Israel High Court Stops Probe of Police Internal Investigations Unit

Petitioners argued that Amir Ohana’s measure was a ploy to gain votes from Ethiopian Israelis in the upcoming election

Josh Breiner
Josh Breiner
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Israel's Public Security Amir Ohana takes part in Jerusalem Day celebrations near the old city walls, on May 21, 2020.
Israel's Public Security Amir Ohana takes part in Jerusalem Day celebrations near the old city walls, on May 21, 2020.Credit: AHMAD GHARABLI / AFP
Josh Breiner
Josh Breiner

Following a drawn out legal process, Israel's High Court of Justice on Wednesday struck down a directive to review Israel's police misconduct investigation unit. The order, issued by Netanyahu ally, Public Security Minister Amir Ohana, during his term as justice minister, was accused of being politically motivated to secure votes for Likud in the March 2020 election.

In rejecting the order, the court granted the petition of private citizens including the organization Guardians of Israeli Democracy. The petition states that Ohana’s order was motivated by a desire to attract the votes of Ethiopian Israelis in the March 2020 election, in the wake of public outrage following the murder of Solomon Teka, an unarmed Ethiopian teenager, by a police officer.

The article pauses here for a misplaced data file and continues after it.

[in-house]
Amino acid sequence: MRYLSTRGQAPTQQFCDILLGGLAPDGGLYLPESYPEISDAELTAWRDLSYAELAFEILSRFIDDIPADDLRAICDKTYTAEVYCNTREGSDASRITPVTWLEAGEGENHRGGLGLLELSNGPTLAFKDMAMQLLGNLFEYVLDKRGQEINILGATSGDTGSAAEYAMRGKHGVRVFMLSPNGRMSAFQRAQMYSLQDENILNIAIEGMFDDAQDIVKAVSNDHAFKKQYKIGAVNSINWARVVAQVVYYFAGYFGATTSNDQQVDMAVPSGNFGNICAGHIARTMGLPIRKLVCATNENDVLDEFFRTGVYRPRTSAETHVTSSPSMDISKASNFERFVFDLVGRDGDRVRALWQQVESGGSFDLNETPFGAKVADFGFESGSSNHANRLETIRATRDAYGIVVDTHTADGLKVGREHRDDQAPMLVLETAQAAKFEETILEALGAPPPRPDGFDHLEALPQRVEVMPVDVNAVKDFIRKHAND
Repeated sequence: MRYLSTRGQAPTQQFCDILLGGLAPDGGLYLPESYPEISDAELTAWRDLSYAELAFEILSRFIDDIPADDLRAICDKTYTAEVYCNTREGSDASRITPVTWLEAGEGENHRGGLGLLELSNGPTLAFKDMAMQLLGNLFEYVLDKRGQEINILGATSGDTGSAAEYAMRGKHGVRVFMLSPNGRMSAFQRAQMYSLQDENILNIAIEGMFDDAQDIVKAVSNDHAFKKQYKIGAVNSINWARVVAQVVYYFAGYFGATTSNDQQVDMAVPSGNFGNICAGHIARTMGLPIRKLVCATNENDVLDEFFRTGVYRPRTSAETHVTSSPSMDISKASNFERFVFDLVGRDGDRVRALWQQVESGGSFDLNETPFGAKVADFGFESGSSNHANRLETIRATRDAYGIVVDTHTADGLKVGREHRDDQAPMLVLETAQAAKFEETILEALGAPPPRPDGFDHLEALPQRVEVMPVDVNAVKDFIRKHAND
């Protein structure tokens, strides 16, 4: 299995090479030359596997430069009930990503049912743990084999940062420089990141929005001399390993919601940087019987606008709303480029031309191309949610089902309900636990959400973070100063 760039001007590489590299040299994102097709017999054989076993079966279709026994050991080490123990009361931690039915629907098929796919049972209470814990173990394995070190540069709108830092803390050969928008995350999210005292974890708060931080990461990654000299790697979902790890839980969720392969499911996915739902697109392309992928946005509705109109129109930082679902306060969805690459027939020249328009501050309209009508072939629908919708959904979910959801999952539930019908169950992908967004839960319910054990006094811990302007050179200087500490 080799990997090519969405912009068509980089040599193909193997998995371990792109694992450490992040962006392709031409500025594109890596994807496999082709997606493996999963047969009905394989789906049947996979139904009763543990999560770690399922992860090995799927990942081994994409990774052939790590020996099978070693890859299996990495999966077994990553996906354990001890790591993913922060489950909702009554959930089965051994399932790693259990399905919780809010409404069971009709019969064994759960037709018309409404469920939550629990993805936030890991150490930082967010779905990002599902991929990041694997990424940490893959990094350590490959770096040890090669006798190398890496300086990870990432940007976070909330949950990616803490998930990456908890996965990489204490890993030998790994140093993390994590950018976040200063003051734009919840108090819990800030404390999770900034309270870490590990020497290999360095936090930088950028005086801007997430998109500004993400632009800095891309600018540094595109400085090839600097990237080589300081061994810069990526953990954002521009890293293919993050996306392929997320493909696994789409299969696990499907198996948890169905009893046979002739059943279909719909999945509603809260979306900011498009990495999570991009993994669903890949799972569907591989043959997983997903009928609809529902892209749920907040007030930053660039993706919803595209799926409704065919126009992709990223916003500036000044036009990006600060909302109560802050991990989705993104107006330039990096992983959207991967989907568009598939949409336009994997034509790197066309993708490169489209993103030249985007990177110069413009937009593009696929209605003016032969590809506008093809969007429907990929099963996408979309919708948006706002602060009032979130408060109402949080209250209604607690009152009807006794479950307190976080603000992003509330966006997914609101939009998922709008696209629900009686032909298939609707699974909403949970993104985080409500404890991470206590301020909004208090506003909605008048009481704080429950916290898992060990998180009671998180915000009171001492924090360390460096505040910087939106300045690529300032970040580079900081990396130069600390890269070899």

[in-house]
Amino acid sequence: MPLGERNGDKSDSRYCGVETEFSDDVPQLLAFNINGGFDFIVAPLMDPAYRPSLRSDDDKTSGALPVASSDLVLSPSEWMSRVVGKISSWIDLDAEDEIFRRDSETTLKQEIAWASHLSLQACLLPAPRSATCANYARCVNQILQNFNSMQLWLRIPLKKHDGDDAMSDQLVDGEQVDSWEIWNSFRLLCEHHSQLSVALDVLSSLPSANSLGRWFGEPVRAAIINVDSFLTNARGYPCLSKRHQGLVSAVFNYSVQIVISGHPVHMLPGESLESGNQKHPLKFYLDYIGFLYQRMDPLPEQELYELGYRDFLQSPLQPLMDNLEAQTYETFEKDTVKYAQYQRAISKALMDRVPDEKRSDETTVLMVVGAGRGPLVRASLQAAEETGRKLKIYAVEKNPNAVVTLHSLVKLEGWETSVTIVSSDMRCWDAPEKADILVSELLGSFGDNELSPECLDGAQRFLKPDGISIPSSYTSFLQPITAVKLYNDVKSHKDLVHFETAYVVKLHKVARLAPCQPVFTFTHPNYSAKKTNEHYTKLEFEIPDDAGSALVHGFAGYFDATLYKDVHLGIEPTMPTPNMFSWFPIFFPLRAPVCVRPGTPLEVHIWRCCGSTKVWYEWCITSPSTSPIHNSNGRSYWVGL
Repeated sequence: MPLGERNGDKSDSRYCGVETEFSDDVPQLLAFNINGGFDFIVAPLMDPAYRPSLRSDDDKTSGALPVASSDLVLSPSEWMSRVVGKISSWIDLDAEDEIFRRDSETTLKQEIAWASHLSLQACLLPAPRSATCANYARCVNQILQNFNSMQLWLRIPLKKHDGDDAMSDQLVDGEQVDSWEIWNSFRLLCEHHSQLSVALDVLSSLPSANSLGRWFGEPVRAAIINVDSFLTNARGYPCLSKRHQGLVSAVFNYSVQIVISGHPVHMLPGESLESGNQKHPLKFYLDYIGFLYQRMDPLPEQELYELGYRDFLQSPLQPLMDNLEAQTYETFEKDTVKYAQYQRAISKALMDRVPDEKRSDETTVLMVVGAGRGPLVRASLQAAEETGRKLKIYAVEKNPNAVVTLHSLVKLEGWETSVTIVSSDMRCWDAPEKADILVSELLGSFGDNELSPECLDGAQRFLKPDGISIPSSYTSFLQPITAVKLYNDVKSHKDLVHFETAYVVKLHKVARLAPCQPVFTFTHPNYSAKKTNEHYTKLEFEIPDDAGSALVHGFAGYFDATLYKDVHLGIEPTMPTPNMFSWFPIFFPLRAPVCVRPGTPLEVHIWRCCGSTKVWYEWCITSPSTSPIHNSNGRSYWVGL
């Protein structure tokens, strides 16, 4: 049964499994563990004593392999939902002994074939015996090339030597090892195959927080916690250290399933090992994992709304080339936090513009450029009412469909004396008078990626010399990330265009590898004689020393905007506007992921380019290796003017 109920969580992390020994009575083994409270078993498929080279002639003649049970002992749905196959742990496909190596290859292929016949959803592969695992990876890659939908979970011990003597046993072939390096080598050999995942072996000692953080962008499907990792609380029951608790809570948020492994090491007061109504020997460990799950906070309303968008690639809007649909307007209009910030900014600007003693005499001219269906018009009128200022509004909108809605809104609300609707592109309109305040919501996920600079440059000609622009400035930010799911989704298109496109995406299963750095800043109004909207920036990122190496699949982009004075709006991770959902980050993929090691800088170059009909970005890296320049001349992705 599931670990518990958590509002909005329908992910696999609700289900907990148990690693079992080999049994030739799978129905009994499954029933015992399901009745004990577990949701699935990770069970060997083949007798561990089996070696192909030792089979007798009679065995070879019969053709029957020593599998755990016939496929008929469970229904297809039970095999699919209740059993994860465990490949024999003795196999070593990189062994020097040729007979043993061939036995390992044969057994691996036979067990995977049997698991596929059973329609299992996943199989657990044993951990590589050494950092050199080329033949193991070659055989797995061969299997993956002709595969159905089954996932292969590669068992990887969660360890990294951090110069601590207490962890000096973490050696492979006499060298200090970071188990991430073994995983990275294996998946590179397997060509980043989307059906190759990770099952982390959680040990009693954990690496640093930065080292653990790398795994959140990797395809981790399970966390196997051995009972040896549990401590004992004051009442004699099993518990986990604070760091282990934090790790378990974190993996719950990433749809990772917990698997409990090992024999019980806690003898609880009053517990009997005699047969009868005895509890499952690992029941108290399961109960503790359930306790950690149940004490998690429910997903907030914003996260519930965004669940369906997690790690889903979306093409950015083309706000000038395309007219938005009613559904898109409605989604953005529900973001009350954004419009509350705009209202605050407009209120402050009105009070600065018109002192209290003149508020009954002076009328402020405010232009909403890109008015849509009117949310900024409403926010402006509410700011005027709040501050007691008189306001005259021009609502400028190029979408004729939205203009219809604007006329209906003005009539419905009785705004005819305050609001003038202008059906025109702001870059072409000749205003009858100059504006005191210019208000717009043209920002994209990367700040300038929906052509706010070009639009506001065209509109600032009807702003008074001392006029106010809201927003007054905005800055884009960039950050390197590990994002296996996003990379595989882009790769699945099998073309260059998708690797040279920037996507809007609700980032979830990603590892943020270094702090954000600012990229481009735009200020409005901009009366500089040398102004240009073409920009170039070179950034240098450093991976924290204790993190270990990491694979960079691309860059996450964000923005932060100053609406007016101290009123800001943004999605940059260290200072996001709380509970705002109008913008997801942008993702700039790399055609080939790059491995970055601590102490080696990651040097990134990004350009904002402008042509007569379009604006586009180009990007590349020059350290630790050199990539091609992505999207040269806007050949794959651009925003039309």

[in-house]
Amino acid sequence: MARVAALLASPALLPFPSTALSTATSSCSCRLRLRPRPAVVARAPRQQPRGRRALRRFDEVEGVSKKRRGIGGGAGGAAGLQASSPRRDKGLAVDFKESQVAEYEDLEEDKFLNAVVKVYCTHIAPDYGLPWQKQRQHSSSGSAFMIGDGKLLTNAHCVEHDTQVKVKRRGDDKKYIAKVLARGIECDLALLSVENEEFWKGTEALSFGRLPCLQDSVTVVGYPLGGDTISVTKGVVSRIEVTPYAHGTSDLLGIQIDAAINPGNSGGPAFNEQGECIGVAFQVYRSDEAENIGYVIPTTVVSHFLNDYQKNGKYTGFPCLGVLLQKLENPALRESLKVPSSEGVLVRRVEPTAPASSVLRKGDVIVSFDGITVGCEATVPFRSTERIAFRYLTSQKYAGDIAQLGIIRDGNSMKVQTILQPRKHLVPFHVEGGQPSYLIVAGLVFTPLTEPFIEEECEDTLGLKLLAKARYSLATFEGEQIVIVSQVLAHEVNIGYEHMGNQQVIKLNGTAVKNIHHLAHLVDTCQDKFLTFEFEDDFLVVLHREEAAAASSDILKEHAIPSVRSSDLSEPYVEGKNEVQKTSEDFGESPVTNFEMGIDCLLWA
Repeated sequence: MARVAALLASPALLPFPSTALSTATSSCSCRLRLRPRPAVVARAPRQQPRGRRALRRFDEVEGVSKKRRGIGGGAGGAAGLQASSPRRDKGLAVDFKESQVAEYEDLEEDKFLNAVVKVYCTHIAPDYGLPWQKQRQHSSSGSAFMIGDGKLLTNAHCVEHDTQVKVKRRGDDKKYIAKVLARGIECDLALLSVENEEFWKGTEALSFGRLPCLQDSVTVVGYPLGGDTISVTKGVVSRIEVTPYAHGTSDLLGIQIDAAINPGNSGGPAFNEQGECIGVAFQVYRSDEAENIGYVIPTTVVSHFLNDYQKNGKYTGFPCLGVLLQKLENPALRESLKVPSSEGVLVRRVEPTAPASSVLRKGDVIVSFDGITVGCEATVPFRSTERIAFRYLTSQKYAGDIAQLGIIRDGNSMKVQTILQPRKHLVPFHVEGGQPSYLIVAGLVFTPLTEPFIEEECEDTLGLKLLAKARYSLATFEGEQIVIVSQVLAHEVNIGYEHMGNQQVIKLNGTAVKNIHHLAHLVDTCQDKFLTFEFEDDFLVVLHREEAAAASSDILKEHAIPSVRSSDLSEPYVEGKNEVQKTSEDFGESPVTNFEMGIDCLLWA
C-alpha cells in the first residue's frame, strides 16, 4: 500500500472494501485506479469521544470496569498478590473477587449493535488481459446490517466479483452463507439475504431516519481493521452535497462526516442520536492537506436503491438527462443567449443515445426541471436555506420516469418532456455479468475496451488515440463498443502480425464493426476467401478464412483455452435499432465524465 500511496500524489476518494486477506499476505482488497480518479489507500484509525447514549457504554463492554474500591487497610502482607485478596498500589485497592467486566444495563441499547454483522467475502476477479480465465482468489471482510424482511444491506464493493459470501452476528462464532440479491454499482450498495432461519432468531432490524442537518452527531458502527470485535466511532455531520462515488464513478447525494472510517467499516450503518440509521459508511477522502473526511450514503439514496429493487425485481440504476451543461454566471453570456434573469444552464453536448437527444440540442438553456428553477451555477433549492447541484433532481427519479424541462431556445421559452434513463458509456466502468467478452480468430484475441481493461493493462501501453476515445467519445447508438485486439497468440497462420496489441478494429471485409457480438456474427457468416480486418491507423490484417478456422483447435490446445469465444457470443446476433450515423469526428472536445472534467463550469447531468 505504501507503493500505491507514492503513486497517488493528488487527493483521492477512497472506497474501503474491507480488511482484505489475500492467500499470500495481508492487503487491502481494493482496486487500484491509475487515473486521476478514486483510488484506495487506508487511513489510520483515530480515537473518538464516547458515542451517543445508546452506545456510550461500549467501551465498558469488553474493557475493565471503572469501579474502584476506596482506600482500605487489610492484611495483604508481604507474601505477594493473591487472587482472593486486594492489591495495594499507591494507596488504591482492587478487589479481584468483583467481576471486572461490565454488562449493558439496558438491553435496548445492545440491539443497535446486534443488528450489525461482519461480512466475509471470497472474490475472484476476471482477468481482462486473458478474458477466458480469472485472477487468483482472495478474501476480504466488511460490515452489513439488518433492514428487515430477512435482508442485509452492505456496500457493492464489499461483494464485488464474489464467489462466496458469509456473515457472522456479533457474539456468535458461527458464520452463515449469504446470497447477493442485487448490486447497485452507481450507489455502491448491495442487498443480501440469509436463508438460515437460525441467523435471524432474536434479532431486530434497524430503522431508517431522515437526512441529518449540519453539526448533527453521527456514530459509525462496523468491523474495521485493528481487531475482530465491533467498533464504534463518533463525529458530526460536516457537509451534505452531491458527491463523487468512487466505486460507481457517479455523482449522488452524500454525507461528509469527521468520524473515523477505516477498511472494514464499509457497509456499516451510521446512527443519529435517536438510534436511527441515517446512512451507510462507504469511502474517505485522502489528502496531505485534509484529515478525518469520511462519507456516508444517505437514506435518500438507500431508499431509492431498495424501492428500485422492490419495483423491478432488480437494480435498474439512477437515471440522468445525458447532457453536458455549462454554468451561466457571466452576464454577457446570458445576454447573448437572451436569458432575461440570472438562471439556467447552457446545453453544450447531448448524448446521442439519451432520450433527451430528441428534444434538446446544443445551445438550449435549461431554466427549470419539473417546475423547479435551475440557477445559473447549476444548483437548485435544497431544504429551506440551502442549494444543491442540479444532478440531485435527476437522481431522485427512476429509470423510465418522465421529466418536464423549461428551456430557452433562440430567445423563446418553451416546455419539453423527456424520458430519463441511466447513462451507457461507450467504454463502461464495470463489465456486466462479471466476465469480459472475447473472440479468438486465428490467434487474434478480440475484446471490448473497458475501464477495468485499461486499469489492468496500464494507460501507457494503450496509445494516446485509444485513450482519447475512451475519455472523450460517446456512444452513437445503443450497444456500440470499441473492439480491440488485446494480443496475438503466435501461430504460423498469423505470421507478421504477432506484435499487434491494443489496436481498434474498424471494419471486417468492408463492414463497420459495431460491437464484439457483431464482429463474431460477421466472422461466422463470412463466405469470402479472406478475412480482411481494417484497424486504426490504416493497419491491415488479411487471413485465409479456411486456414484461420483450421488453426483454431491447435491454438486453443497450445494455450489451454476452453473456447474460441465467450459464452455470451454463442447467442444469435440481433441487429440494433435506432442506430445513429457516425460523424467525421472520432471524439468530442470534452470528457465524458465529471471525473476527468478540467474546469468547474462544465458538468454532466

The petition was one of two opposing Ohana and the government's order to appoint a panel in response to complaints that the Justice Ministry department was not fulfilling its functions. In early 2020, Ohana named three members to the panel, including a former magistrate’s court judge.

In a departure from protocol, Attorney General Avichai Mandelblit declined to defend Ohana’s position and instead supported the petitioners, allowing the minister to retain his own legal representation. The High Court of Justice then suspended the panel’s activities, and rebuked Ohana and the cabinet for not respecting Mendelblit’s opposition to establishing the panel prior to the March 2020 election.

The attorney general reiterated his support for the petitions, citing a “concrete danger” that the decision to set up the panel less than a month before the election in March of last year had an ulterior motive and was inappropriate.

After the cabinet ignored five requests from the court to submit its response to the petitions, the three justices reviewing the case permanently froze the panel’s activities, revoked Ohana's order, and ordered the government to pay the petitioners’ legal fees. "The wheels of justice are turning, albeit slowly. The court once again has demonstrated to the government that it cannot act unlawfully. In Israel, the rule of law prevails and applies to all, including elected officials,” Guardians of Democracy said in a statement after the ruling.

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